In the annals of LEAST SURPRISING NEWS IN AMERICAN POLITICS, EVER comes this not-even-remotely-a-bombshell report: “[Johns Hopkins University sociologists] Stephen L. Morgan and Minhyoung Kang found the ACA’s passage caused a sharp drop in support for health-care spending across party lines and might have ushered in a broader conservative “cold front” when it comes to other issues.” Emphasis the Washington Post’s: I get the feeling that they were surprised, at least. I imagine that it might have even come as a nasty shock to some of them.
Mind you, the WaPo is continuing to take refuge in the arguments that individual elements of the law are popular, and that “most Americans do not want to repeal the law.” As to the first, the truth of the matter is that Americans continue to hate Obamacare; and as for the second… well, the only pollster who seems to be consistently asking about repeal is Quinnipiac, and they’re getting an even split down the middle. Which means that “most Americans do not want to repeal the law” is precisely as true as “most Americans do not want to keep the law.”
Meanwhile, Hillary Clinton is showing the same keen political instincts that served her so well in 2008 by getting involved in this ongoing dumpster fire of the Democratic party’s: “Hillary Rodham Clinton on Monday hailed President Barack Obama’s health care law for reducing the rate of uninsured Americans and vowed to defend it against Republican opposition if she wins the White House.” Let’s leave aside for the moment the awkwardness that said reduction is under-performing at a frantic rate and that rate hikes are going through the ceiling; or that Medicaid expansion (read: ‘cure worse than the disease*’) is helping to fuel said ‘expansion.’ It’s still absolutely remarkable how it can be that the one Democrat who could believably distance herself from Obamacare has instead decided to double down on it.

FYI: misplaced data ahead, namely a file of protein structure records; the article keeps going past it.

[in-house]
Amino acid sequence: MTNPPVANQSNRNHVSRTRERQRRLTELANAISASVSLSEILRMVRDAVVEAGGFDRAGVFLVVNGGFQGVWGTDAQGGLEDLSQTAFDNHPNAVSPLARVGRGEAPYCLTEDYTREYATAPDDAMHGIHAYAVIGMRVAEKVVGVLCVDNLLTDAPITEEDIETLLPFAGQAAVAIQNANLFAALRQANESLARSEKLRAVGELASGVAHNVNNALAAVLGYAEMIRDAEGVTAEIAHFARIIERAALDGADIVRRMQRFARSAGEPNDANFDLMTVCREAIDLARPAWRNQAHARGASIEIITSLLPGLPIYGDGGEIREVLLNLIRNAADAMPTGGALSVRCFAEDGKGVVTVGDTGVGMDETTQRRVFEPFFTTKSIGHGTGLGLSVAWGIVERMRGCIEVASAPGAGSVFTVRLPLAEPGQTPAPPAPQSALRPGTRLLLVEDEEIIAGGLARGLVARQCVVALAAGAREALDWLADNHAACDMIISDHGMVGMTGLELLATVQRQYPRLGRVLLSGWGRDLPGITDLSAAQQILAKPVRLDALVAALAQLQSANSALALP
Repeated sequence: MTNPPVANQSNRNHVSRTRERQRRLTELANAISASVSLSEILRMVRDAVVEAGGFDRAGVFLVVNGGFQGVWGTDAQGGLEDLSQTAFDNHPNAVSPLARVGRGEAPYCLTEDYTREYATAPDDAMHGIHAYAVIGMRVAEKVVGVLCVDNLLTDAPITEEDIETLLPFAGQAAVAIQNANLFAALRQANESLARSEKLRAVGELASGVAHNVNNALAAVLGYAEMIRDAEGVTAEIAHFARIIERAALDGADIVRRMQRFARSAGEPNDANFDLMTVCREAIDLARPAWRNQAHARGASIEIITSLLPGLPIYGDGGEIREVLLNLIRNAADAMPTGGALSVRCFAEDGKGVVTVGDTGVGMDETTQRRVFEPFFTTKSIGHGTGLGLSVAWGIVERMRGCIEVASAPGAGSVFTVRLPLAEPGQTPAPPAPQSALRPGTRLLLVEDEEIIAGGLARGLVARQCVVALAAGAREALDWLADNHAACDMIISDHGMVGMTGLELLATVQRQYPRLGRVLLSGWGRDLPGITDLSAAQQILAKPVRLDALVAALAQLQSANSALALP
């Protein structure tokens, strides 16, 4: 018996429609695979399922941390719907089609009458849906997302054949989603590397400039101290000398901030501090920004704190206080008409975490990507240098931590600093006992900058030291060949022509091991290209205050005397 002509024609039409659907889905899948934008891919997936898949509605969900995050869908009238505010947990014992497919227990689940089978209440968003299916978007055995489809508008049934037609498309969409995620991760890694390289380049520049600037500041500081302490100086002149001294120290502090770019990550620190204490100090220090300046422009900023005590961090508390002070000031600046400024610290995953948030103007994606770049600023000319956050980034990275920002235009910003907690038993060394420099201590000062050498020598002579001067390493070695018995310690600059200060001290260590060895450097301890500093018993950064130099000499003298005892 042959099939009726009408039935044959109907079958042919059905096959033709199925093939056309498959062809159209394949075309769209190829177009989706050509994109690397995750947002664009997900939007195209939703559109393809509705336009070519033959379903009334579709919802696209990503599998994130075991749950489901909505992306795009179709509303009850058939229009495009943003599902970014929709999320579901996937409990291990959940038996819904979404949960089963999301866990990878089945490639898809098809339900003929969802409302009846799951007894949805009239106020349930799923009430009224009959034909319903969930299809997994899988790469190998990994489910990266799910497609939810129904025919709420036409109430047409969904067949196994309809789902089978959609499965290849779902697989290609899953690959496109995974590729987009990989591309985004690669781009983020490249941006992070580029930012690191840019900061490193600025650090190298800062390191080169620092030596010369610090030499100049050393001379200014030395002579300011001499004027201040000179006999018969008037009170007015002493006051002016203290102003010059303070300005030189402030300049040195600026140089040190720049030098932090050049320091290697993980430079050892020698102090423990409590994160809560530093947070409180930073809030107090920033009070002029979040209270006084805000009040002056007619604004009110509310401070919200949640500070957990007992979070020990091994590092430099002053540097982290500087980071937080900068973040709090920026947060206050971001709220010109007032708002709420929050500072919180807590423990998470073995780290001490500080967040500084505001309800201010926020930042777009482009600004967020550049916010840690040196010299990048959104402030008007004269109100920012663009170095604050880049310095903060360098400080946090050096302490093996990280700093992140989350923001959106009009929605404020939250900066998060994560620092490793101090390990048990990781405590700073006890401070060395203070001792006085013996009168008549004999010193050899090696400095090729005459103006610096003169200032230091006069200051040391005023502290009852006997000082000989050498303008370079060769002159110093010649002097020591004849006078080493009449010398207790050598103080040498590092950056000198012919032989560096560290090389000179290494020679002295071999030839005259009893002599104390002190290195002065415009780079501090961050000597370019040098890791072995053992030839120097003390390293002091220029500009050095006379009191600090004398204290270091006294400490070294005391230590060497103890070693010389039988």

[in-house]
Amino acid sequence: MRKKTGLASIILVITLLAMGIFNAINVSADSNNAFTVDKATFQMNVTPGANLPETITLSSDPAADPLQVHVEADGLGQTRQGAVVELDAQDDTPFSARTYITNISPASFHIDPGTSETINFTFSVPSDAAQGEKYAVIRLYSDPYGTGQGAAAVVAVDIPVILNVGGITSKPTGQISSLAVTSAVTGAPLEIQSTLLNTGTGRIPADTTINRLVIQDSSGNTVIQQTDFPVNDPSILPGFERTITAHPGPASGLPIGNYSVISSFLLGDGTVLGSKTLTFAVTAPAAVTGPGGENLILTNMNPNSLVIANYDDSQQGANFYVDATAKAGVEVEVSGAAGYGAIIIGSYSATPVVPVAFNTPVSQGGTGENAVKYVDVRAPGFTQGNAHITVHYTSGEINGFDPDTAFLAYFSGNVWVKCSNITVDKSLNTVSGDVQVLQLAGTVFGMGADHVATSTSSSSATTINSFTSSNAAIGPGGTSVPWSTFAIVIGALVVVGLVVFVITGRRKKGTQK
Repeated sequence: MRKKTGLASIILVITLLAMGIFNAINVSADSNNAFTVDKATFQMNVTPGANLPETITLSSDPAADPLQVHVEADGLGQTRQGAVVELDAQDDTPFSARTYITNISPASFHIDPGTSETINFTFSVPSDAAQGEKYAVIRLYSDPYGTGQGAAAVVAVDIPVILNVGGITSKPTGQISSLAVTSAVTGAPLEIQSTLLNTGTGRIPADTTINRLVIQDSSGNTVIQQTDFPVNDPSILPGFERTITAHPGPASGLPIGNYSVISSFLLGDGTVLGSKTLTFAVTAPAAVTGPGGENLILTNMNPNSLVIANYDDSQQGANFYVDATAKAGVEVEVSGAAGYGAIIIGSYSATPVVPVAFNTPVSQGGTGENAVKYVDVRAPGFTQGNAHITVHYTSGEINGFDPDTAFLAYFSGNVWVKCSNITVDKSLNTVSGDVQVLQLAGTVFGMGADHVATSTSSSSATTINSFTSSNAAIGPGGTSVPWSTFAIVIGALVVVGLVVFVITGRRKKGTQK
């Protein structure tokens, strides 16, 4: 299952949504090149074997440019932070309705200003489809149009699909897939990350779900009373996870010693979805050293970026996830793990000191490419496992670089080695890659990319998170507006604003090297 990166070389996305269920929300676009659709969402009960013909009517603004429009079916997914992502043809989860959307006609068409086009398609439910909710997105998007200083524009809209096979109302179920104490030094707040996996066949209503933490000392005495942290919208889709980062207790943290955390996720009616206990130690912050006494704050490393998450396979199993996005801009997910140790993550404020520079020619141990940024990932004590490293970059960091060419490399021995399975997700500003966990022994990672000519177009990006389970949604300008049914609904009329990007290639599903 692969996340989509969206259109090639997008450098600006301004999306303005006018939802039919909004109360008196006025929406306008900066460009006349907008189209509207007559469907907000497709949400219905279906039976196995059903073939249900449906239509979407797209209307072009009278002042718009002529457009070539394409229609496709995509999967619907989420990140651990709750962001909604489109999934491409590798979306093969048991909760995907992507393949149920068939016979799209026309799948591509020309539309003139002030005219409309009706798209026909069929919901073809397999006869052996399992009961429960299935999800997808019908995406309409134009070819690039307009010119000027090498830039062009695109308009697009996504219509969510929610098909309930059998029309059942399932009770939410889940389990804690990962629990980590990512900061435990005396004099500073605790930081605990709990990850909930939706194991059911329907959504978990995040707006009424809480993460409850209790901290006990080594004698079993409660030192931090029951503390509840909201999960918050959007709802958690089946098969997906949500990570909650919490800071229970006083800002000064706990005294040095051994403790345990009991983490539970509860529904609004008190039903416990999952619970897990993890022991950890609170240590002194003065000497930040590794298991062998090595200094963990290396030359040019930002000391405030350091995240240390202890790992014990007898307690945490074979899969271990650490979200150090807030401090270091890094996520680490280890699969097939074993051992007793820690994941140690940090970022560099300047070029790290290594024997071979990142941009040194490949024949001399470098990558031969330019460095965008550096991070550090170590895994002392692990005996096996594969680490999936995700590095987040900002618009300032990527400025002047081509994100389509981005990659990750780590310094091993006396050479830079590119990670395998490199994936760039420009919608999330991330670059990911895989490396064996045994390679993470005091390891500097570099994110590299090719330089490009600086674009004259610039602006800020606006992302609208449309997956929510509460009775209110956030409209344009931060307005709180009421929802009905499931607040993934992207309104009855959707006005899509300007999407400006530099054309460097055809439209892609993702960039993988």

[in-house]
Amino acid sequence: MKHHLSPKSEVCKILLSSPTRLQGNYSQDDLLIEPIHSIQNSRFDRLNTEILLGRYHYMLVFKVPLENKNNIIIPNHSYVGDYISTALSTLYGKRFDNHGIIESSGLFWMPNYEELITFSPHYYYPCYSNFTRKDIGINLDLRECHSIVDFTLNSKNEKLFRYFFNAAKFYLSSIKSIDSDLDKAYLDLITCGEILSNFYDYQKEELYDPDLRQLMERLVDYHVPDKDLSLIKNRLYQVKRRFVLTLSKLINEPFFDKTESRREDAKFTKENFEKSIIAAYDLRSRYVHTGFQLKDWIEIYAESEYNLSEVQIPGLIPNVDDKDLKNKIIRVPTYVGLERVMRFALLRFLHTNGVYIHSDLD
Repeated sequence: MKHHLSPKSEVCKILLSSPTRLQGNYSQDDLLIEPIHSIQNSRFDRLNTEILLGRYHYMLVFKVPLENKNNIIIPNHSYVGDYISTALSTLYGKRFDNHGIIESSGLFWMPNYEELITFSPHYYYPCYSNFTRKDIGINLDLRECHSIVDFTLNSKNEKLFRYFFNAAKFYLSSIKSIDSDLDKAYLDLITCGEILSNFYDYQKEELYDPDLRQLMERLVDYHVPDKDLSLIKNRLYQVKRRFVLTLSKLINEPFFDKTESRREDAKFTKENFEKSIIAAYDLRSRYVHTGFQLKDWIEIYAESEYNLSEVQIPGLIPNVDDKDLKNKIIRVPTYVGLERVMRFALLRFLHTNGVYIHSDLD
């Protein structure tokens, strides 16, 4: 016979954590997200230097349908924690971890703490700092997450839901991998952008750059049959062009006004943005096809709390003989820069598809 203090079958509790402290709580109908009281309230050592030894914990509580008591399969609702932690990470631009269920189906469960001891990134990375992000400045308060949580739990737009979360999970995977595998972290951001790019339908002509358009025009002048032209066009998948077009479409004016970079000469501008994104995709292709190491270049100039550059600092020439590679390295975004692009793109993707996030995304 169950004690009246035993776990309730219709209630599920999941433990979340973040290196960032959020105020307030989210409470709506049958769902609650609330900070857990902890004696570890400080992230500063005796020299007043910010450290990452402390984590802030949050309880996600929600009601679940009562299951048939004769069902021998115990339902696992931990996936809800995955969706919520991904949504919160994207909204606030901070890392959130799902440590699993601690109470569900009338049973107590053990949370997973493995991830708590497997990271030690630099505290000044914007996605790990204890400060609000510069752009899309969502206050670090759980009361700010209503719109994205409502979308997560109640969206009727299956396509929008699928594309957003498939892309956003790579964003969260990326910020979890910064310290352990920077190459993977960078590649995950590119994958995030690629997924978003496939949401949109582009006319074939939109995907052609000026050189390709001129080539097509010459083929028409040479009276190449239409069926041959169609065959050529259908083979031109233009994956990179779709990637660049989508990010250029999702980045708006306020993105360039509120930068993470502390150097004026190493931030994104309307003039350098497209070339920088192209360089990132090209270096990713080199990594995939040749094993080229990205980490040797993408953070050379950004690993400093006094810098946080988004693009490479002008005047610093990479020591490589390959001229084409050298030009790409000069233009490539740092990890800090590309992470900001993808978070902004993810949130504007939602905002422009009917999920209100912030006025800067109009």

No, really, think about it. Hillary Clinton never voted for Obamacare (unlike Bernie Sanders). She never really stumped for the law (unlike Joe Biden). She doesn’t have an unmitigated disaster of a state Obamacare exchange around her neck (unlike Martin O’Malley). She could rather easily distance herself from Obamacare. In fact, it would have extra weight in her case because of her disastrous attempt to impose Hillarycare in the 1990s. Only Nixon could go to China, and only Hillary could credibly call for a permanent delay of the individual and employer mandates.
But no, instead Hillary Clinton is going to fulminate about the increased health costs that her own party helped foster. Does she intend to follow this up with any actual proposals and/or initiatives in a hypothetical Clinton administration? Goodness me: at this point, what difference does it make? There’s no indication that the woman has any more idea how to turn rhetoric into reality than Barack Obama does.
Moe Lane (crosspost)
*Medicaid expansion is a wonderful policy tool for people who rather badly want to at least look like they’ve done something for the poor. It’s not so wonderful for the poor themselves.